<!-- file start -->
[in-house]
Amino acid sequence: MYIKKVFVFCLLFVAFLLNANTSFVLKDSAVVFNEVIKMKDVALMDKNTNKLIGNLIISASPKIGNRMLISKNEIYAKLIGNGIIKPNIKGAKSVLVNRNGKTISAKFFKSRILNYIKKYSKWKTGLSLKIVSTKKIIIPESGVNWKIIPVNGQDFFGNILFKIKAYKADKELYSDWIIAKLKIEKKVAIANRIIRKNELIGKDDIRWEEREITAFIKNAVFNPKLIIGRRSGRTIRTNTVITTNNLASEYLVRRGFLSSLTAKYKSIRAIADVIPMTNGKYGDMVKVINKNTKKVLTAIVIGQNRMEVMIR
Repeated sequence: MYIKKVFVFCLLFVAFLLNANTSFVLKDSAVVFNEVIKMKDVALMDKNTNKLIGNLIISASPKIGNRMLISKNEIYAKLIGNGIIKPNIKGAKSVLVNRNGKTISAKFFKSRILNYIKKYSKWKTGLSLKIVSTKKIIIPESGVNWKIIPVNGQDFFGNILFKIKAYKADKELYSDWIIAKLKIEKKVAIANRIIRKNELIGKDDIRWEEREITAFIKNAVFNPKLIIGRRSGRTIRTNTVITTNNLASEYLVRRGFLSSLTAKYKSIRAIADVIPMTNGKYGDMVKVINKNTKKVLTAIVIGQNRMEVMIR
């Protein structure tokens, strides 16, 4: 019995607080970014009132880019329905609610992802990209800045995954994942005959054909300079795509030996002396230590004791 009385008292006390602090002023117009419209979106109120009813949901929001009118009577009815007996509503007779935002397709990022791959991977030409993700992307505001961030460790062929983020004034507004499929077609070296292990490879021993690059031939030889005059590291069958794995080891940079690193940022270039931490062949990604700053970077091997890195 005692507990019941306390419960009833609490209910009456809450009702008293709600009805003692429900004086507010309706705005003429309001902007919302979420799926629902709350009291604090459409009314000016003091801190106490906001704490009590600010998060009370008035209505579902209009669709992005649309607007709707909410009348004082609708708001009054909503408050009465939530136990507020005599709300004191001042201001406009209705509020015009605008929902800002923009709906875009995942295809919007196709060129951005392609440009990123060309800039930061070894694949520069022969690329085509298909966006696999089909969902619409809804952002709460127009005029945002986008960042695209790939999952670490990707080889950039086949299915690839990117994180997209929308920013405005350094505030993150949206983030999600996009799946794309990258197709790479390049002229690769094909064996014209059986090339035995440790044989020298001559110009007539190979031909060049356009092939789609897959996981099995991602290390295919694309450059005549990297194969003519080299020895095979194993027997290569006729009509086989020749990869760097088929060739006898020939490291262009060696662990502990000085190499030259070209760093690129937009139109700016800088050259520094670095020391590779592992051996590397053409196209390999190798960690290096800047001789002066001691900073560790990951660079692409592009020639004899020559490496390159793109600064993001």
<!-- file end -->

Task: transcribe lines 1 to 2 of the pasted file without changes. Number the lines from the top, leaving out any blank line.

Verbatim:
[in-house]
Amino acid sequence: MYIKKVFVFCLLFVAFLLNANTSFVLKDSAVVFNEVIKMKDVALMDKNTNKLIGNLIISASPKIGNRMLISKNEIYAKLIGNGIIKPNIKGAKSVLVNRNGKTISAKFFKSRILNYIKKYSKWKTGLSLKIVSTKKIIIPESGVNWKIIPVNGQDFFGNILFKIKAYKADKELYSDWIIAKLKIEKKVAIANRIIRKNELIGKDDIRWEEREITAFIKNAVFNPKLIIGRRSGRTIRTNTVITTNNLASEYLVRRGFLSSLTAKYKSIRAIADVIPMTNGKYGDMVKVINKNTKKVLTAIVIGQNRMEVMIR